Time to elect servant leaders — Amar-Singh HSS and Lim Swee Im
APRIL 6 — Most of us are tired of politicians. In a real and honest world a politician is one who represents the people, a very high calling, a noble profession. These are individuals willing to sacrifice much to represent the average person on the street. They are willing to forego their own interests to meet the needs of the many. They are prepared to speak up when injustice is done and to make decisions which benefit the majority of the people. These are the persons we elect, not just the party they represent, but persons of integrity.
Unfortunately, the reality is that politicians have become self-serving individuals out to get as much power and material gain as possible. Willing to subvert basic human rights and compromise on vital issues just to meet party or personal needs.
The shame of Malaysia is that despite the vast riches of our land and more than 50 years of independence, the average person is still poor. The authorities want to continue to show nice statistics on poverty reduction but those of us who work on the ground know the immense struggles of the people in the bottom 20 per cent of our society.
Our transformation plans are great for the rich and upper-middle class but are not going touch the poor. The poor in Malaysia are neglected and thrown crumbs while the rich and powerful continue to exploit them. The gap between the bottom 20 per cent and the top 20 per cent of our population has widened considerably in the past 50 years. It is obscene that our poverty income level is set at around RM800 for an average family of 4.5 persons. We would seriously like to see politicians and their families live on RM800 a month. Many of our leaders live on RM800 a day!
A meaningful assessment of poverty in our country will place the poverty income level at RM1,500-2,000 for a family of 4-5 persons. From government figures, this would mean that 30 per cent of our population are still living in poverty.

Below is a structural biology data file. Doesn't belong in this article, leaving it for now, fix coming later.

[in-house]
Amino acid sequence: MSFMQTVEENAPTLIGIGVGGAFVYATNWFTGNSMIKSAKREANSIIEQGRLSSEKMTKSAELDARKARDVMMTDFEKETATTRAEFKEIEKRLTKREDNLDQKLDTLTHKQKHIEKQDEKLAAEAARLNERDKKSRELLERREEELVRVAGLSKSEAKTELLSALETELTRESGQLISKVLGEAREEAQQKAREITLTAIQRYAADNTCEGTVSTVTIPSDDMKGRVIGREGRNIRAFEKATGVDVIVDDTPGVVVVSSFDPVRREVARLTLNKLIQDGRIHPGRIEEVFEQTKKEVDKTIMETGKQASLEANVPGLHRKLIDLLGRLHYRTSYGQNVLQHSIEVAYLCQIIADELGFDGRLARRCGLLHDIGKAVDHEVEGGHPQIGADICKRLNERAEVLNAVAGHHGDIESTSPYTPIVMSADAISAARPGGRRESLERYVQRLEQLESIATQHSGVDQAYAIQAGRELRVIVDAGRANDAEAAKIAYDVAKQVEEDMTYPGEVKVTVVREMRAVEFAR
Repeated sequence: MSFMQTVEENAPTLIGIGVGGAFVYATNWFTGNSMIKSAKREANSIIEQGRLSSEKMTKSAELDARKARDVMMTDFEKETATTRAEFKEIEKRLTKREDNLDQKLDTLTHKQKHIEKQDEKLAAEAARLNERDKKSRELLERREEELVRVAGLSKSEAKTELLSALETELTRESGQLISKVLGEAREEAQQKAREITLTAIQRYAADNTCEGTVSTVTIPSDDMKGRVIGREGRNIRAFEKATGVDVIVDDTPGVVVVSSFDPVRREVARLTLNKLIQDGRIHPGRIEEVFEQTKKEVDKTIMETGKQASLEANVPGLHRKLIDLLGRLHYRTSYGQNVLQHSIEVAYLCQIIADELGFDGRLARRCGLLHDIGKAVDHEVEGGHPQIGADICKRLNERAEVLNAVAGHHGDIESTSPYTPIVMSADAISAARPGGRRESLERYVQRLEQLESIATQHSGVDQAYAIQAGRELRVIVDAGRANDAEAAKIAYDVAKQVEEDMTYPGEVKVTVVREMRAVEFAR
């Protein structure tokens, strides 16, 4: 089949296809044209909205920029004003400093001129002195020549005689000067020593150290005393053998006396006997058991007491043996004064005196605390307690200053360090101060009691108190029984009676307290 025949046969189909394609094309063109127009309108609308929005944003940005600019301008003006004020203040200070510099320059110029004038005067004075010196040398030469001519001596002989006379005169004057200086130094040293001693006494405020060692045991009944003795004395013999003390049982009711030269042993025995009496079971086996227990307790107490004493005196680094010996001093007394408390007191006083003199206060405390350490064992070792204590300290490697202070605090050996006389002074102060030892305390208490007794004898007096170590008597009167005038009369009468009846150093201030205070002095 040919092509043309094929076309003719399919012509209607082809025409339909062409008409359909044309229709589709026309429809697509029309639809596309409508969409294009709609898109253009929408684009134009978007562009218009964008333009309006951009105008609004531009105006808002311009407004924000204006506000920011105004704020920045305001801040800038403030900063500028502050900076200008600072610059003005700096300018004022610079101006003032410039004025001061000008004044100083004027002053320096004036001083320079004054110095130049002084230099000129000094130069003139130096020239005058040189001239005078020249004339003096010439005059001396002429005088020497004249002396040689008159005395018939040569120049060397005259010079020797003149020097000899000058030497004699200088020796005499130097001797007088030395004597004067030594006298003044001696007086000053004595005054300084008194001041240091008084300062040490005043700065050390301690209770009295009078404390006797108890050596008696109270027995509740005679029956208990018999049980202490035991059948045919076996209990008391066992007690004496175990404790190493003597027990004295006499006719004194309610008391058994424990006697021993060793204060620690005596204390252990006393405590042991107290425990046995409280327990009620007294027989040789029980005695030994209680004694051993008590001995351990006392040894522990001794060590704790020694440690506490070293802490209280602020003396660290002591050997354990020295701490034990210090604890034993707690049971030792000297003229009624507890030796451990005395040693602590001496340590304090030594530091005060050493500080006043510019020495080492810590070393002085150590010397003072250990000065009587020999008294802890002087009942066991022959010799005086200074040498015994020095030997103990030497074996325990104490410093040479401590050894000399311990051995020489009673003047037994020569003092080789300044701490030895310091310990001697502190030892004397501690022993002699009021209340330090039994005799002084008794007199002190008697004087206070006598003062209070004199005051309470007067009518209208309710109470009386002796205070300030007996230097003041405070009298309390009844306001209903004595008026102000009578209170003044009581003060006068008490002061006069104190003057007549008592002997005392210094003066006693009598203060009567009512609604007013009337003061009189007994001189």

It is sad that only a tiny minority of our leaders can be said to inspire us with their lives. The majority live such lavish lifestyles that it is impossible to identify with them or appreciate that they are working for the people. That they are helping their family and friends is without a doubt. It is almost impossible to find a poor politician in power or a poor family member of a politician. That a single son of a leader can have RM1,000 million in assets is mind boggling.
In our time there are few leaders who inspire us, Jigme Khesar Namgyel Wangchuck, the King of Bhutan (and his father before him), Nelson Mandela and Aung San Suu Kyi stand out as examples.
At his installation as leader, Khesar said these remarkable words: "Destiny has put me here. I will protect you as a parent, care for you as a brother and serve you as a son. I shall give you everything and keep nothing. This is how I shall serve you as King." And, unlike our local leaders, he has lived by these words. A man of humility and one who serves, not lords it over the people; a true “servant leader”.
We are not pessimistic but realistic about our situation, a situation that is not unique to Malaysia. But we are writing to ask that we move forward. Away from working for the poor in the community only when the elections are around the corner. Away from communal politics and self serving interests.
We ask that we move forward such that politicians return to their noble profession. Forward to where we become colour blind and elect a government that comprises people from diverse political platforms and beliefs, all working to improve the situation for the people, not their own. Where leaders are respected and inspire us with their simple lifestyles. Where we focus less on the rich and powerful and invest our efforts in the poor and marginalised.
Helping the poor will grow our nation as a whole and contribute to the economy of the nation. May this election finally move the people of Malaysia forward and bless the common child, woman and man on the street.
Our nation will be measured by God not in how many professionals we train or Nobel prizes we win or twin towers we erect, but in the way we treat the poor and disadvantaged. Not with pity and our charity (giving from our excess) but with sharing their lives and our wealth.
As a nation we are a family. When one member suffers all of us are affected. Our motto as a nation and a government should be “servant leadership” and “leave no one behind”.
* Datuk Dr Amar-Singh HSS and Datin Dr Lim Swee Im read The Malaysian Insider.
* This is the personal opinion of the writer or publication and does not necessarily represent the views of The Malaysian Insider.